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A year later, motive of Virginia mass shooting still unclear

VIRGINIA BEACH, Va. (AP) — The rampage at a Virginia Beach city government building was the latest in a string of high-profile mass shootings nationwide, between the high school killings in Parkland, Florida, and the Walmart massacre in El Paso, Texas.

As the tragedy nears its one-year anniversary Sunday, some victims’ family members feel it has effectively been forgotten after the national spotlight moved on to other mass killings, and more recently has been all but eclipsed by the coronavirus pandemic.

That leaves less pressure on authorities to provide definitive answers about why their loved ones died, they say, with the shooter’s motive officially still a mystery a year after he shot dead 12 people at the Virginia Beach Municipal Center before being killed by police.

“We were a flash in the pan,” said Jason Nixon, whose wife, Kate, was among those killed. “I think that we should have had a lot more attention. It’s not normal for someone to wake up and go murder 12 people.”

City engineer DeWayne Craddock, 40, opened fire May 31, 2019, in offices where he had worked for more than nine years. Eleven co-workers and a contractor who was getting a permit died, four others were seriously wounded and a police officer received a bullet in his tactical vest but escaped serious injury.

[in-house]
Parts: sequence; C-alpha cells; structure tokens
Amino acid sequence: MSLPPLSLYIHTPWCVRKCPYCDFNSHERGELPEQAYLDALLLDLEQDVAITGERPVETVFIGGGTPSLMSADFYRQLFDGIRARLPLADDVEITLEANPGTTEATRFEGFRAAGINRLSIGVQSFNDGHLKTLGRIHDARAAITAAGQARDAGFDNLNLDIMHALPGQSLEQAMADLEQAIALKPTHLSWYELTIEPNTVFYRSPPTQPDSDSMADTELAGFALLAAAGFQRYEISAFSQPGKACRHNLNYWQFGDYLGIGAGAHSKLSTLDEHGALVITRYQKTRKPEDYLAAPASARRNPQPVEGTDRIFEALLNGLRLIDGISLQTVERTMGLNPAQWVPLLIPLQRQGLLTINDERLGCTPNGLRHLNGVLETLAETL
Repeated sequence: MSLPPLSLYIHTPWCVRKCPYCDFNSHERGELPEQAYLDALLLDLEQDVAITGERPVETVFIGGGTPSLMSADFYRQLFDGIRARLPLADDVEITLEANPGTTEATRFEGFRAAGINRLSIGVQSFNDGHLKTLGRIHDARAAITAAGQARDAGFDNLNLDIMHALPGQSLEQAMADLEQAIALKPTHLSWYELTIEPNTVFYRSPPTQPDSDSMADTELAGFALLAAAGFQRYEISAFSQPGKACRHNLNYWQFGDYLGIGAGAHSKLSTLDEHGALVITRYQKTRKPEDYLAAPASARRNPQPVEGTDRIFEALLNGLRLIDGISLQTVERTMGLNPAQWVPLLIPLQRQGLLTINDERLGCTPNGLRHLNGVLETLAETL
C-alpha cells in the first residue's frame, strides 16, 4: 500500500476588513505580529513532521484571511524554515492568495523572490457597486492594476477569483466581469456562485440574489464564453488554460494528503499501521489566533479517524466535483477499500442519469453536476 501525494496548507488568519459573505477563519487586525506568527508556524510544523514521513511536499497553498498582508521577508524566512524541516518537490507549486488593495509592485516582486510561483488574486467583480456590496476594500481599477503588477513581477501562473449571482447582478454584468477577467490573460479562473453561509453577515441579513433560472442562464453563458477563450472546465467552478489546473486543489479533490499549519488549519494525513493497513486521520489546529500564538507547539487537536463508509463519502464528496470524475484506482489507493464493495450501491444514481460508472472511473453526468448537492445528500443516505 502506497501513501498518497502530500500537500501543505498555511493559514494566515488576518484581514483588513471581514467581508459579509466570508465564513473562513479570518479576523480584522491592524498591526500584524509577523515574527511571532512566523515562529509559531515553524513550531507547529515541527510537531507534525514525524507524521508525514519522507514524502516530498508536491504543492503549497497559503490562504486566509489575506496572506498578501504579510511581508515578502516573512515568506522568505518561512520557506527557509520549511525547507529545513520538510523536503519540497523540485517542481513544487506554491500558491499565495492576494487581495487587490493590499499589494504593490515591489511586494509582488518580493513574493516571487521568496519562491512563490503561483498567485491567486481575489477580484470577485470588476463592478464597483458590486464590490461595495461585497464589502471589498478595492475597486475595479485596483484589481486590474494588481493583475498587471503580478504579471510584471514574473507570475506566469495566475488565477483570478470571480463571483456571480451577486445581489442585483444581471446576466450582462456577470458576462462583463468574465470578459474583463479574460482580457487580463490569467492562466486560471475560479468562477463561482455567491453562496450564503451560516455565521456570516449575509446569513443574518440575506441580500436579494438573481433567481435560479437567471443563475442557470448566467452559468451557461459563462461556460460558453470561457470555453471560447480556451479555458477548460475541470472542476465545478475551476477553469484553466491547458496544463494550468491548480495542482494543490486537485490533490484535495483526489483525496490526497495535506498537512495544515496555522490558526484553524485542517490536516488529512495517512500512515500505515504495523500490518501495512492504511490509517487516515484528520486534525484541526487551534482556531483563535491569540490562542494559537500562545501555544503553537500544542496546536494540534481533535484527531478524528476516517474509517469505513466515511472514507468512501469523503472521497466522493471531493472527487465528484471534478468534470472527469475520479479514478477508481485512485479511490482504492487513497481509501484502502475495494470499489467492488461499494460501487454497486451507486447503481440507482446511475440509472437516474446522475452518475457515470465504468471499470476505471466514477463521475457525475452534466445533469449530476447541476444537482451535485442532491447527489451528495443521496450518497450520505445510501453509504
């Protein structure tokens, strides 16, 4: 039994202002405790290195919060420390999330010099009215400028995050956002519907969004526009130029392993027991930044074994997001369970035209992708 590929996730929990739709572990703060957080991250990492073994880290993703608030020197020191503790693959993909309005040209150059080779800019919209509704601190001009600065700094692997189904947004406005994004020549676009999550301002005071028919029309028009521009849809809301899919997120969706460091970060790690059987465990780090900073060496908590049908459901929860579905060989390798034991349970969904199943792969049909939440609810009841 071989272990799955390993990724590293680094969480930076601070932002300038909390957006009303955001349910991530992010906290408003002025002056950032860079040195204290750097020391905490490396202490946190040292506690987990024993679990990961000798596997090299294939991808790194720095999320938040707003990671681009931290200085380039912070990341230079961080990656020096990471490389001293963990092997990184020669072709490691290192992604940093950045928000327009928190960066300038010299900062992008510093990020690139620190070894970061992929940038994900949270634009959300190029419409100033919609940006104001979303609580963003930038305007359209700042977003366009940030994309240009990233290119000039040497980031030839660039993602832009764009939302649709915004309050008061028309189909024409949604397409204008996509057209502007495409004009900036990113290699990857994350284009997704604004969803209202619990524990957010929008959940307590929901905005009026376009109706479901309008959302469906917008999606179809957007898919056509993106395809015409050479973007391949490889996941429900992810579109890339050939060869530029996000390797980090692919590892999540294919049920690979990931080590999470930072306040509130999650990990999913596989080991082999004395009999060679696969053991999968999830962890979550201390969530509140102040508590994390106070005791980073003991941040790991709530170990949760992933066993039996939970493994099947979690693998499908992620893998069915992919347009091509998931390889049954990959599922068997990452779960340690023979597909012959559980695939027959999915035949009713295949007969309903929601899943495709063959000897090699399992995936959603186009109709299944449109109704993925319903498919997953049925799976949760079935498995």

The shooter had submitted his resignation the same day citing “personal reasons,” but city police investigators and an independent security firm that conducted an investigation know little about what drove him to go on his rampage, despite conducting hundreds of interviews and poring over thousands of documents.

The “answer to ‘why’ may be something we will never know,” city officials wrote in an April update on the probe.

Nixon and other family members of victims believe they have an inkling, however: What they call a toxic workplace environment and poor management by supervisors.

“I know what led to this,” said Nixon, who’s been among the most outspoken of the relatives. “It wasn’t random.”

It’s a notion echoed by Debbie Borato, sister of victim Missy Langer.

Langer had been harassed and bullied in the building, she said, and there was an office culture “that pushed that man over the edge.” Borato also said workplace security was lax.

City officials and Hillard Heintze, a Chicago-based security firm that conducted the probe, say claims of a toxic culture were not supported by the investigation.

Virginia Beach Vice Mayor James Wood said he “can’t begin to understand the grief” of the victims’ families, but investigators found nothing pointing to that.

“In any organization, not every single manager and employee does everything 100 percent the right way, all the time,” Wood said. “But if there was a systematic issue, if there was a problem, we would know about it.”

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